Book of Mormon Central officially launched on January 1, 2016, and with the publication of KnoWhy 22 yesterday, BMC completed its first month’s publication cycle. Each KnoWhy is about some particular detail in the Book of Mormon—all but the first 2 this month, on something in 1 Nephi—and at least one reason why that detail is, or should be, interesting. Hence, it is about knowing why Joseph Smith was martyred, or Nephi wrote in Egyptian, or Lehi compares his sons to a valley and river. So on and so forth. You can read about the reasoning behind this name at Why KnoWhy, if you would like. Here, I simply present all 22 of the KnoWhys published in this last month.
Saturday, January 30, 2016
Sunday, January 10, 2016
|Looking south, I believe, from our boat|
After several days visiting various ruins and ancient cities, we spent our final day in Guatemala soaking in the natural beauty of Lake Atitlán! In some ways, I was more excited about visiting this place than I was about many of the ruins. For one thing, it is a very plausible candidate for the Waters of Mormon, a designation I strongly favor. But beyond any Book of Mormon connection, I had heard and read in many different sources that this was one of the most beautiful places in the world. And now, having been there, I must agree. This place was absolutely gorgeous!
Monday, January 4, 2016
|Part of the incredibly well preserved stucco freize at the Temple of Jaguar Paw|
Not all the sites out here are easy to get to. Some are very remote and isolated. El Mirador is one of those sites. There are two ways to get there. One is by foot—a two-day trek 40+ miles through the jungle. While this could have been a great way to better understand the Book of Mormon and their tendency to get lost in the wilderness, we opted for the other route: flying in on a helicopter!
Saturday, January 2, 2016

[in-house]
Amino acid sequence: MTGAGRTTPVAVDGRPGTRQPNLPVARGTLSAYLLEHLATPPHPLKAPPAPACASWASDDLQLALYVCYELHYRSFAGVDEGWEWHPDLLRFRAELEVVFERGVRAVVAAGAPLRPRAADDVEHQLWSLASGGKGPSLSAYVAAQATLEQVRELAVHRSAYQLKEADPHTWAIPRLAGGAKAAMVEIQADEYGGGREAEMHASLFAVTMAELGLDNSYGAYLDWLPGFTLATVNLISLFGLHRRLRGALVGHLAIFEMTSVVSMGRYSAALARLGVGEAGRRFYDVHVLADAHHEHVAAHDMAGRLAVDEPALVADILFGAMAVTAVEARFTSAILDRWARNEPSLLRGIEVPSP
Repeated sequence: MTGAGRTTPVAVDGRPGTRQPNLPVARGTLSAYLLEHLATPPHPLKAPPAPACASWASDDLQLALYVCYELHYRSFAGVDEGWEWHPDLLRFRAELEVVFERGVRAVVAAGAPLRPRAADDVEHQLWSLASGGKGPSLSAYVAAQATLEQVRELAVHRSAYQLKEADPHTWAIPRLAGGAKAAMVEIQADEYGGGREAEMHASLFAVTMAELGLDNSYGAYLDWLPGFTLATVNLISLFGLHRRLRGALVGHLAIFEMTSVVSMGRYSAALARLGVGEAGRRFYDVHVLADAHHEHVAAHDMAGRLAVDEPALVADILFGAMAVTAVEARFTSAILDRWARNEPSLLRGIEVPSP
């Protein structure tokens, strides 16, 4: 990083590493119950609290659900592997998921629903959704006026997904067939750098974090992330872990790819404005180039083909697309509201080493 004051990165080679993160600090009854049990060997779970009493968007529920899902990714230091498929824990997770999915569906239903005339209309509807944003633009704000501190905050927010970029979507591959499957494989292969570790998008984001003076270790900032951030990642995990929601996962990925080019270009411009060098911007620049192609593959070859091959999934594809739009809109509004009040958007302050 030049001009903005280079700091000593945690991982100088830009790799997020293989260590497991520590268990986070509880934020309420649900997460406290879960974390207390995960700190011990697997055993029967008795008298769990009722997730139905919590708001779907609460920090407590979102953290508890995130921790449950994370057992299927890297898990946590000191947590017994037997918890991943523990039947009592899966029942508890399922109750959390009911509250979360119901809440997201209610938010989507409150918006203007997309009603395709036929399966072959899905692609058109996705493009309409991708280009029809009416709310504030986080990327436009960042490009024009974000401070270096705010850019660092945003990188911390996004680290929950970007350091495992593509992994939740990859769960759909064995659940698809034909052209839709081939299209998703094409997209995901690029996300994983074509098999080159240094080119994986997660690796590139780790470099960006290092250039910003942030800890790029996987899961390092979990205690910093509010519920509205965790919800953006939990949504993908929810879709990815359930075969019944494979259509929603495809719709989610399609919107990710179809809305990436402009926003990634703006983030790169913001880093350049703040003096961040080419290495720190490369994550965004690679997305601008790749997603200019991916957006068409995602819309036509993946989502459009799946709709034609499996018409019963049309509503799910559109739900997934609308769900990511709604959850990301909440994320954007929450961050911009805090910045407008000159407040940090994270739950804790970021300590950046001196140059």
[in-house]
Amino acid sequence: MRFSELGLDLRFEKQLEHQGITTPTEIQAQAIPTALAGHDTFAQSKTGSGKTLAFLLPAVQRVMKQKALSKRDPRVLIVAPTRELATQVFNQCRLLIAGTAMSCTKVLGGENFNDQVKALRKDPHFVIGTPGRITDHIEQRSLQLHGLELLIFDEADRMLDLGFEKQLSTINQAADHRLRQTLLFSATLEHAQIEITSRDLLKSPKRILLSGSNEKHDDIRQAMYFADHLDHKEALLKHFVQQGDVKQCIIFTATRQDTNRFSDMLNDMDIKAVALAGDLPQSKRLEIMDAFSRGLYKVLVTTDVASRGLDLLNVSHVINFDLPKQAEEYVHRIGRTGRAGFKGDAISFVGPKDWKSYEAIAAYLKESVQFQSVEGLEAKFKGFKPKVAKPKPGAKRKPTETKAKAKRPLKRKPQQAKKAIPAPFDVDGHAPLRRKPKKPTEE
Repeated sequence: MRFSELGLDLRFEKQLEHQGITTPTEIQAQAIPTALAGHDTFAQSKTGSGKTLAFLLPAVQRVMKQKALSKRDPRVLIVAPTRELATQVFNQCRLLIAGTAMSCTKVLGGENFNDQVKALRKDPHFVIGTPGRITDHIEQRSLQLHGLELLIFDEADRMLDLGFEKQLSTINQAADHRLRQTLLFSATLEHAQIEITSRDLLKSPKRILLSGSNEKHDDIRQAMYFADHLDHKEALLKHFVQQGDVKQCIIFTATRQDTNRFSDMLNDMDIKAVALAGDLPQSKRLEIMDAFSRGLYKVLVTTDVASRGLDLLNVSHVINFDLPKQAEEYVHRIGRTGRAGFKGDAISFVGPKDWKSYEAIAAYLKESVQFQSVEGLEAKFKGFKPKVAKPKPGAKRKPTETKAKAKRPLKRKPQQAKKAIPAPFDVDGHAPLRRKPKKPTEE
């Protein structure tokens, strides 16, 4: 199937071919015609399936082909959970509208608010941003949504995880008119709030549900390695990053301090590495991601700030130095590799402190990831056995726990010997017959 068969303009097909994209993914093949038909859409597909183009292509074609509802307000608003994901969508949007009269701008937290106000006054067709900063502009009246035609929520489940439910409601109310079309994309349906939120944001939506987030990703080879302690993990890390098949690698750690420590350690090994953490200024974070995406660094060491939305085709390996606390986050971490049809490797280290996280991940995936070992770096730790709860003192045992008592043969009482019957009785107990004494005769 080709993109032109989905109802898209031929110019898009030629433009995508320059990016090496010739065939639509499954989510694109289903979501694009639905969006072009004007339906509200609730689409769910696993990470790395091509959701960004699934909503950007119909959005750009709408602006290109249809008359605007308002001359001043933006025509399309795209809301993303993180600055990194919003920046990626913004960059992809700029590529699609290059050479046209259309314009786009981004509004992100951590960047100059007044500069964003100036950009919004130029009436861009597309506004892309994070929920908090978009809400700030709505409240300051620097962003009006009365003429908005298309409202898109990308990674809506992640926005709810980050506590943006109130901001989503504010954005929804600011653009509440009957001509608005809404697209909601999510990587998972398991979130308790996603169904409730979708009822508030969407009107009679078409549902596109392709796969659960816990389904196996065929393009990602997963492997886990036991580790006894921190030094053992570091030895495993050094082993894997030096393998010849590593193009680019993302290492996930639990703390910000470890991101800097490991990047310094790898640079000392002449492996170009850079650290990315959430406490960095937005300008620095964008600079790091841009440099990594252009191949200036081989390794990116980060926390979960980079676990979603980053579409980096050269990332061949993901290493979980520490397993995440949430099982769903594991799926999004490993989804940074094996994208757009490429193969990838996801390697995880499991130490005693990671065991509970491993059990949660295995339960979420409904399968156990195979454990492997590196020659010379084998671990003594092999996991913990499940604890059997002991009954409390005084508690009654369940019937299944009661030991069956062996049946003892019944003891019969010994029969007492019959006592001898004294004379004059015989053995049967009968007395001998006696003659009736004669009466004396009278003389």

|View of Lake Yaxha, from a pyramid structure|
Kicked off 2016 by going to Yaxha, the third largest city known in the region. The thing about Yaxha is that it has a lengthy occupation history and was already a large site during the Early Pre-Classic, with construction of some buildings beginning in the 8th century BC. From about the 4th century BC to 3rd century AD, Yaxha (meaning “blue/green water”) was the largest city in the Petén, though it didn’t reach its peak size until the Early Classic (ca. AD 250–600). It was eclipsed in size around AD 600, but continued to be dominant and had continuous occupation into the 9th century AD, before being abandoned. Like Tikal and other sites in the region, it shows influence from Teotihuacan starting around the 4th century.
Friday, January 1, 2016
|View from atop Temple IV, looking toward Temples I, II, and V|
Each day of this trip just keeps getting better and better! To close out 2015, we went to Tikal, one of the most famous and recognizable sites in Mesoamerica. Tikal is massive! At it’s peak, it had a population of about 125,000–150,000 people. It is also one of the more excavated sites in the region (though still only about 20% of it has been excavated), and is home to some of the largest structures known in ancient Mesoamerican. In fact, Temple IV, standing at 231 feet, is the tallest pyramid thus far discovered in Mesoamerica.